During the summers, Sandra and Duff would take some much-needed downtime to recharge their batteries. In 2017, Sandra found that she was growing increasingly less enthusiastic about returning to work. That’s when she knew it was time to start thinking about and planning for her succession strategy. Sandra’s daughter, Leigh, had worked for Sandra’s team as a summer student while studying business at the University of Victoria. Also, Leigh had covered a year of maternity leave for one of the staff. When asked if she would consider becoming an advisor, Leigh replied: “no thanks” – déjà vu from when Sandra was first asked! Leigh and her husband John followed their dreams and moved to New Zealand for two years for John to pursue a degree in winemaking. After returning to Canada, they settled in the Okanagan wine region, and Leigh decided the timing was right and pursued a career as a Sun Life Advisor. She has since taken on Sandra’s Okanagan clients as well as Lower Mainland clients Leigh was already supporting. The balance of her business transferred to colleagues whom Sandra had worked with for years. Citing as the vital element to choosing a successor, “We already had a great rapport, I knew who they were and what their values were. I knew my clients would receive the same level of integrity and respect
as I had shown them”. Sandra is so proud of Leigh and the Vancouver advisors. After her clients had moved to their respective new advisors, Sandra stayed on for three months to ensure it was a smooth transition. In May of 2019, Sandra officially retired. She has since run into former clients and receives emails and cards saying thank you for picking such great advisors to carry on the legacy.
Receiving accolades from her clients isn’t surprising. You only have to hear Sandra speak about her time as an advisor to understand how she cherished the relationships she built. She had several families where she serviced four generations! In her own words, Sandra shares, “It is such a privilege and
honor to participate in a small way in a family’s life – and with such an intimate topic. To be a steward is such an honor”. Reflecting on one family in particular, Sandra can’t help but become emotional. In 2004, the file of two clients was passed on to her - a husband and wife. Eventually, she gained the business of his mother, and then their children and grandchildren, too. One year, Sandra noticed a change with the wife; that she didn’t seem herself. It was then, when the client was in her early 50’s, that she received a diagnosis of early-onset Alzheimer’s. Amid this turmoil, it was comforting that the planning work done with Sandra allowed the husband to take his retirement early to care for his wife up until her passing. When asked what her guiding principle is, Sandra humbly shares, “you must have a solid sense of what is right and wrong. Be kind to one another and do the right thing. Show up when you’re supposed to show up and mostly, be the advisor you’d like to have”. What started as an attraction to business turned into a genuine love for people. “I had no idea how much I would fall in love with the clients. It was never about me; it was always about them”. For anyone thinking about becoming an advisor, Sandra shares the following sage advice “be prepared for the roller coaster. It’s not easy, and there are two tracks on the roller coaster; emotional and financial – they go hand in hand. Know what an honor it is. Clients will tell you things they won’t share with others; it’s all about trust”.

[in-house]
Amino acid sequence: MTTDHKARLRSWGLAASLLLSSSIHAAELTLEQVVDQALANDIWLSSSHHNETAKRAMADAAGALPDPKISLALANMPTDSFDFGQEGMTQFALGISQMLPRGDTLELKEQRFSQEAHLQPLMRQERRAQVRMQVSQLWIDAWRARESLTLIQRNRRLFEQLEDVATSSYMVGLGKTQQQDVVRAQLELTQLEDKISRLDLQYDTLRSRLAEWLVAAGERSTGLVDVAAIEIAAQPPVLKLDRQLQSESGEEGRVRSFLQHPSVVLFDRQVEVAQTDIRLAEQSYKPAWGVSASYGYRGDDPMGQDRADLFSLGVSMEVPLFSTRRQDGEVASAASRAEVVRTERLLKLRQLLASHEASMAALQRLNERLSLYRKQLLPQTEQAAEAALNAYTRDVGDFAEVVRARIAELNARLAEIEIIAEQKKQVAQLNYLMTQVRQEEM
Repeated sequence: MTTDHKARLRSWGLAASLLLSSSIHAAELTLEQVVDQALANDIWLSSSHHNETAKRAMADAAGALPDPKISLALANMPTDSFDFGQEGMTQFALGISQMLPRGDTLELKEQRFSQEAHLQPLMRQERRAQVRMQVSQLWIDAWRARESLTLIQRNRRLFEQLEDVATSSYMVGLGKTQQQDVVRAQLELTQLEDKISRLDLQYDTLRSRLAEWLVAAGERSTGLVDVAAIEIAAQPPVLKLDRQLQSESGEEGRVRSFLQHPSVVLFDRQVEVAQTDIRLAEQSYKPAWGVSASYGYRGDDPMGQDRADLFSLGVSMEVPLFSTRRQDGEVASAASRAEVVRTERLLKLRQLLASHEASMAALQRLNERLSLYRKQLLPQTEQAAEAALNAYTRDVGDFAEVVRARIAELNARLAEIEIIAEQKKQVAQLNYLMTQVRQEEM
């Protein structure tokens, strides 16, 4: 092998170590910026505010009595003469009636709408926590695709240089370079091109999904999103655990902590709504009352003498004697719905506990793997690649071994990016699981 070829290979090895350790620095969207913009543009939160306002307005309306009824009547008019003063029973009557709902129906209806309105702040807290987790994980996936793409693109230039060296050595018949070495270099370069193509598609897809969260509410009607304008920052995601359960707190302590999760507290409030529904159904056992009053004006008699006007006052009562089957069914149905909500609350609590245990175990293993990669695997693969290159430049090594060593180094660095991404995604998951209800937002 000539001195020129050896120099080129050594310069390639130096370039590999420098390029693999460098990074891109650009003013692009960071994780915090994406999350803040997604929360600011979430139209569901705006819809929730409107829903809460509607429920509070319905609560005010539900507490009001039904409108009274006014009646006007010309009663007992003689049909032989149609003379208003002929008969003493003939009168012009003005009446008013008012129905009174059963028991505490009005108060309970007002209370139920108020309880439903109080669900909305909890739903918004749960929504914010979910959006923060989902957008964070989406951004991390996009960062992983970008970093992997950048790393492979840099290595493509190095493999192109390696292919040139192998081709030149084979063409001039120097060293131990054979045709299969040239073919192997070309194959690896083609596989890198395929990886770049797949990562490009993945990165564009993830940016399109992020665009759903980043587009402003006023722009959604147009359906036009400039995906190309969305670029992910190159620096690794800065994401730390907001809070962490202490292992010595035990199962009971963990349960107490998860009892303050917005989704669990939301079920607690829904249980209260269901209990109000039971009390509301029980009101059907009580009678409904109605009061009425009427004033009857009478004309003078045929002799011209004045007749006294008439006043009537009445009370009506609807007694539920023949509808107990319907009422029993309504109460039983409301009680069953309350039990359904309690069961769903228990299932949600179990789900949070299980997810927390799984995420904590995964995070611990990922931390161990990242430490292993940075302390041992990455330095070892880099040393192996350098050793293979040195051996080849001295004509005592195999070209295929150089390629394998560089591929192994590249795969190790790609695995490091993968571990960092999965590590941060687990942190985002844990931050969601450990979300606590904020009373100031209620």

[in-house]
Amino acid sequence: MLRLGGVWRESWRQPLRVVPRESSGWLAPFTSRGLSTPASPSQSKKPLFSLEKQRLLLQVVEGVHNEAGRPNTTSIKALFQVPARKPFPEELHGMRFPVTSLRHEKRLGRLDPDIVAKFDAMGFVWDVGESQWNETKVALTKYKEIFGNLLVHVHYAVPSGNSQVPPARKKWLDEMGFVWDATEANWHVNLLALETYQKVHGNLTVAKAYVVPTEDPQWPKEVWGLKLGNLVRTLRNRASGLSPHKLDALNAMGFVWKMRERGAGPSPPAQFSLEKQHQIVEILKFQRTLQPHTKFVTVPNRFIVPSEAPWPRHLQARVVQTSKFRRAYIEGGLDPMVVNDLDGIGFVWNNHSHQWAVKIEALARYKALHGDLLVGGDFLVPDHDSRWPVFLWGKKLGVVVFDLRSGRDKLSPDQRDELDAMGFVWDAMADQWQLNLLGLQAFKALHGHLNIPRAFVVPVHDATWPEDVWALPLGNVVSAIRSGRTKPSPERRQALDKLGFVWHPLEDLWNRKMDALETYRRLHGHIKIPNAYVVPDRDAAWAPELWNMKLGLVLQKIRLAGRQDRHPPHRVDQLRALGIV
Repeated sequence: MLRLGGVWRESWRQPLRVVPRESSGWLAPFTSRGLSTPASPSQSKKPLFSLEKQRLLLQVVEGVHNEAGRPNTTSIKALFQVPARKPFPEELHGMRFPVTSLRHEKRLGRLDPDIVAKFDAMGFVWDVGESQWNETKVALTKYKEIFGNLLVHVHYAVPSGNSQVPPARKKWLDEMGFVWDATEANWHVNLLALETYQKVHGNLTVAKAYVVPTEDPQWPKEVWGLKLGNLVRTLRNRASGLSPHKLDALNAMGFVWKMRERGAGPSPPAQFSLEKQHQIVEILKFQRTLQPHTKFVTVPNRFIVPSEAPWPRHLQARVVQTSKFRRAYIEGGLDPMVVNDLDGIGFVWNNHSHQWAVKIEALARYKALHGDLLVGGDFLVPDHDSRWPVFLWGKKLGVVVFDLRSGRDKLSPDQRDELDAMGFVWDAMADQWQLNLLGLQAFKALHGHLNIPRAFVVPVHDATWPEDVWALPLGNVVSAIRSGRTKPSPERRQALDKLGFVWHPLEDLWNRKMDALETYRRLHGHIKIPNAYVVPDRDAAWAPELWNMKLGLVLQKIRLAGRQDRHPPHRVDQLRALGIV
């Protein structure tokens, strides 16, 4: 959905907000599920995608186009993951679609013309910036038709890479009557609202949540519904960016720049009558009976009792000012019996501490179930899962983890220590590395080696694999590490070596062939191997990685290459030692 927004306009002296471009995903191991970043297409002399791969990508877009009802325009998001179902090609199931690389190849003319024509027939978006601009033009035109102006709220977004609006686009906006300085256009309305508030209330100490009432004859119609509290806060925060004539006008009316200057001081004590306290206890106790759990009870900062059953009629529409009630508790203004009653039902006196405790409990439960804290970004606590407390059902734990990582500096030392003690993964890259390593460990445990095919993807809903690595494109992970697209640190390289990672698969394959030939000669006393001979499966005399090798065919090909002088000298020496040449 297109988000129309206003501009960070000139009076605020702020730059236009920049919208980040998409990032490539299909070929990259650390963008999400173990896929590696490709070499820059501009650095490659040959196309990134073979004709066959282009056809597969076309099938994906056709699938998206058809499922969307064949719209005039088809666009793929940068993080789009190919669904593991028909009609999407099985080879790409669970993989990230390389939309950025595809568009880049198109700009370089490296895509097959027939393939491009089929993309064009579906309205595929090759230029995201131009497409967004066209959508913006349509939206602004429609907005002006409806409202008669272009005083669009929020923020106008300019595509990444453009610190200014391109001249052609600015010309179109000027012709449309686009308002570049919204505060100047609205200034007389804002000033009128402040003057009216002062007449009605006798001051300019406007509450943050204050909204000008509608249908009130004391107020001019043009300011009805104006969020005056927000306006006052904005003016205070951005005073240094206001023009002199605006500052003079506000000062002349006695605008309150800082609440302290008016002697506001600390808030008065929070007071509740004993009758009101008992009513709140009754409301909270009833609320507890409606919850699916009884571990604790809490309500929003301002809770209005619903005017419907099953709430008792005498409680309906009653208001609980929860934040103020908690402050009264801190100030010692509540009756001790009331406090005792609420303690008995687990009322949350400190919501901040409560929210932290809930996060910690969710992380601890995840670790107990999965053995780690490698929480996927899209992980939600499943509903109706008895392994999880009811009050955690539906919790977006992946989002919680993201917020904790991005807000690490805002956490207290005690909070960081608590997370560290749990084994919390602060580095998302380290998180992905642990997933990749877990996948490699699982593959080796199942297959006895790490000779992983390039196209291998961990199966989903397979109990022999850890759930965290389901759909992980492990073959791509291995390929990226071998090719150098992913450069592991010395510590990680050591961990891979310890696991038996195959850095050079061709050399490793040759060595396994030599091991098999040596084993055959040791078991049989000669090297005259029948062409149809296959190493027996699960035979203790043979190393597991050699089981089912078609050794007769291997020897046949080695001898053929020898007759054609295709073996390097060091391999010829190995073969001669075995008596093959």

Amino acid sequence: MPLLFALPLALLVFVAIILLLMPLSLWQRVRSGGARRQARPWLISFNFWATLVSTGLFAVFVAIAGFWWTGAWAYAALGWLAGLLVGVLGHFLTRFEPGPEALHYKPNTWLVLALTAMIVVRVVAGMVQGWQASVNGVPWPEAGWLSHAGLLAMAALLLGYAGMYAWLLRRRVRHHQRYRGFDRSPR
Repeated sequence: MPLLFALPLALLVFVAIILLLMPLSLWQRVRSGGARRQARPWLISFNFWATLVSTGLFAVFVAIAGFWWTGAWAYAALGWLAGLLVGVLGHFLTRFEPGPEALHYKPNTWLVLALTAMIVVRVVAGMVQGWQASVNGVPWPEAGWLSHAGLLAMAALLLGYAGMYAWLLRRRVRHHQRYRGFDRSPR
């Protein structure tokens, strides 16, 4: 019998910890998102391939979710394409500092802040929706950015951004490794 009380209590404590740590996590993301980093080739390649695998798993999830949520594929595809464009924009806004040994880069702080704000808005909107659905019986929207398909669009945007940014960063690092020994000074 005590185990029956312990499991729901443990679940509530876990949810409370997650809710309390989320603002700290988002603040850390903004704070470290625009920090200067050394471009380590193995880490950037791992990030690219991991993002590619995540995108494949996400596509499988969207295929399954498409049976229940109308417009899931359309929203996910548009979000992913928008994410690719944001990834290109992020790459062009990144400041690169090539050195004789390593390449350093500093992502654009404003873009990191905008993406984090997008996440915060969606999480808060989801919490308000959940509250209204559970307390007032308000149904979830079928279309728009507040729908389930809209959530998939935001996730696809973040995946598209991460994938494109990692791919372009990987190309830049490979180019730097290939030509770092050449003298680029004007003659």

“What we do as advisors matters.”
Since May, Sandra has been enjoying every moment of retirement. She reflects, “I used to hear from retired people and they would tell me how busy they were, and I wondered, how can they be so busy? I don’t wonder that anymore!” With Duff also retiring in the Fall of 2018, their days are spent
enjoying the outdoors, loving time with their expanding family, reconnecting with friends, traveling and truly living in the present.
Sandra, on behalf of The Personal Coach, congratulations on a magnificent career and your retirement!
Finishing The Year Strong. It's Not Too Late To Amplify Results!
It’s hard to believe we’re already at the end of September and the end of the third business quarter as well. A common theme for September is that it offers a fresh perspective - or a “new year”. Everyone is back from summer holidays, the kids are back to school, and it’s time to reflect on how the year has gone, and how you want it to end.